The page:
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Lookup NU author(s): Professor Tim GriffithsORCiD,
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Synesthesia is a rare condition in which stimulation in one modality leads to a secondary experience in another sensory modality. Varying accounts attribute the condition to either neuroanatomical differences between the synesthetes and non-synesthetes or functional differences in how sensory brain regions interact. This study employed voxel-based morphometry to examine whether synesthetes who experience both grapheme-color and tone-color synesthesia as their evoked sensation show neuroanatomical differences in gray matter volume compared to non-synesthetes. We observed that synesthetes showed an increase in gray matter volume in left posterior fusiform gyrus (FG), but a concomitant decrease in anterior regions of left FG and left MT/V5. These findings imply that synesthesia for color is linked to neuroanatomical changes between adjacent regions of the visual system.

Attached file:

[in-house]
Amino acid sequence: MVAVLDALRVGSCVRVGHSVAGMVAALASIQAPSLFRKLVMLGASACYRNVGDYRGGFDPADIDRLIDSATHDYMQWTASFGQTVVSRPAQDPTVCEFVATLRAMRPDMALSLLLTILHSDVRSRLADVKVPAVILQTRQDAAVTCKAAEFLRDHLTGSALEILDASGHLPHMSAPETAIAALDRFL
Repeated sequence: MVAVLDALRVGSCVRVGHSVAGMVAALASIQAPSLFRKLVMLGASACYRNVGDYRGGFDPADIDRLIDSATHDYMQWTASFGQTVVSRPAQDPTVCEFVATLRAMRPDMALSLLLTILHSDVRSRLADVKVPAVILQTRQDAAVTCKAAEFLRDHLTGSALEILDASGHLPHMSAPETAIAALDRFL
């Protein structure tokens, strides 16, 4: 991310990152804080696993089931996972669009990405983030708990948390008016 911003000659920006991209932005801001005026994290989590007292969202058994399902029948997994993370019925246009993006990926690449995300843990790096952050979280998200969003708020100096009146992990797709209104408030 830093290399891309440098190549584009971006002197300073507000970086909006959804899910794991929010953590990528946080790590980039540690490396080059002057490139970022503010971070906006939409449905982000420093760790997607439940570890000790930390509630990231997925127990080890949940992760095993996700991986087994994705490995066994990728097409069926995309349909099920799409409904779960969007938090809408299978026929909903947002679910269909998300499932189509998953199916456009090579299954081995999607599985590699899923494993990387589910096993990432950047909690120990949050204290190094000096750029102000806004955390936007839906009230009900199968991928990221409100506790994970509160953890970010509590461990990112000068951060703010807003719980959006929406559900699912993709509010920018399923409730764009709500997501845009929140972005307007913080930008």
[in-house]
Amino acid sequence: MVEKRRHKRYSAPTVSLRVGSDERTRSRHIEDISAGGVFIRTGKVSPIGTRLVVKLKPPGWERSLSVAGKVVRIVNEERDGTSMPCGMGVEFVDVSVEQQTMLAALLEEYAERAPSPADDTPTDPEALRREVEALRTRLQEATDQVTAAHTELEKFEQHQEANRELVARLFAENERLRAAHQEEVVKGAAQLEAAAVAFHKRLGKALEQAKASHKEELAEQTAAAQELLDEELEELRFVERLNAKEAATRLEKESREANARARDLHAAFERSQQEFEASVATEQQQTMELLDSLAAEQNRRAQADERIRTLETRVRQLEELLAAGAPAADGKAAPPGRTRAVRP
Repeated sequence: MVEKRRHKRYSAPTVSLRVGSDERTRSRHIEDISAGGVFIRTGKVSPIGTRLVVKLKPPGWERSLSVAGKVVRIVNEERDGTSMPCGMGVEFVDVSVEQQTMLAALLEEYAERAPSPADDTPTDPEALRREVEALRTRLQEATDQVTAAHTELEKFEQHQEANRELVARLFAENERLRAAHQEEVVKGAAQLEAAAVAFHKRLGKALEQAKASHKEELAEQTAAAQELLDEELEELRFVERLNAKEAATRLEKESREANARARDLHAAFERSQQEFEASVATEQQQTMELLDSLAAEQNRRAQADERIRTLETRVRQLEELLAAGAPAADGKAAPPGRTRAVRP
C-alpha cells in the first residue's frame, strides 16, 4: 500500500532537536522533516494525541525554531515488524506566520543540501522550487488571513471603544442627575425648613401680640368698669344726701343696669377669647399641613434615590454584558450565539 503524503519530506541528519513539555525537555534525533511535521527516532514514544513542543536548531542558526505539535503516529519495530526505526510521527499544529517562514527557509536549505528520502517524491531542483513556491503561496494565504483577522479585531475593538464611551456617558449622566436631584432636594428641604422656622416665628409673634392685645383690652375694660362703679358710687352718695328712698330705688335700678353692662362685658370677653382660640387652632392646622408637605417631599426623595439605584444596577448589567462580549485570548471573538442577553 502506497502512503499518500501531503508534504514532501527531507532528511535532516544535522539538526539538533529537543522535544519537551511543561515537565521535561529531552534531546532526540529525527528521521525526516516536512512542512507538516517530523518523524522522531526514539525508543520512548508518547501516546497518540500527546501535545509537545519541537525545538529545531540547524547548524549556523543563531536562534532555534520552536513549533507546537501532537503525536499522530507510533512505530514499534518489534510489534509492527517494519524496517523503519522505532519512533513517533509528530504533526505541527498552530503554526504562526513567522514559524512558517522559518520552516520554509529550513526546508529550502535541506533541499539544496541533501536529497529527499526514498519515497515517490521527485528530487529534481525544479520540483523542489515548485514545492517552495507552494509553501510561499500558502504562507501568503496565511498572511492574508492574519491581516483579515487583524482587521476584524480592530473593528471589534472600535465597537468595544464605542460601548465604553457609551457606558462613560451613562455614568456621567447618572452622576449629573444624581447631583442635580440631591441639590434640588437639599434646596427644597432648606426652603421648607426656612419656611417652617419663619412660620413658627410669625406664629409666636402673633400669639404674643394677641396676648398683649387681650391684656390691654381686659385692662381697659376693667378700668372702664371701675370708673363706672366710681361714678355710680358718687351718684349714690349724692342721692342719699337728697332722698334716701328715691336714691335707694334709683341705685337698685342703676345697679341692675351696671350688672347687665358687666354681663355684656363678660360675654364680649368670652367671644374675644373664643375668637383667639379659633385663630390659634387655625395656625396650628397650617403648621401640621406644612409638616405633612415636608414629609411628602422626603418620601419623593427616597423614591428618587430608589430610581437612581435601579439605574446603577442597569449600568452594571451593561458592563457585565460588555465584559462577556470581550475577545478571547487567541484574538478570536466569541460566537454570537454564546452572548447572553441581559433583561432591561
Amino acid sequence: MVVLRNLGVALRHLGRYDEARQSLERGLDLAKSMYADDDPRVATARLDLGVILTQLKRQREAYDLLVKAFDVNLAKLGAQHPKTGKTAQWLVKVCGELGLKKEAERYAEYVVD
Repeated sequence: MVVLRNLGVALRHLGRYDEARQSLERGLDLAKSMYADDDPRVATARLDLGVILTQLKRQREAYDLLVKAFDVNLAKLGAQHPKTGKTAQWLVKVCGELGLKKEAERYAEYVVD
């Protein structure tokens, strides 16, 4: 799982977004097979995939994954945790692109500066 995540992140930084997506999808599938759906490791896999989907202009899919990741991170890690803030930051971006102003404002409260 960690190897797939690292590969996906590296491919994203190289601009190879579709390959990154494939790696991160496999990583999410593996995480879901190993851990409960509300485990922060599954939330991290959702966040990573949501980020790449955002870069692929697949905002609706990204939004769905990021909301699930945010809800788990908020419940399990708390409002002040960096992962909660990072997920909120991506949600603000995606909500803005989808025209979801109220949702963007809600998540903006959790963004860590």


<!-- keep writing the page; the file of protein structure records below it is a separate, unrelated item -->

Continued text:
Author(s): Banissy MJ, Stewart L, Muggleton NG, Griffiths TD, Walsh VY, Ward J, Kanai R
Publication type: Article
Publication status: Published
Journal: Cognitive Neuroscience
Print publication date: 14/11/2011
ISSN (print): 1758-8928
ISSN (electronic): 1758-8936
Publisher: Psychology Press
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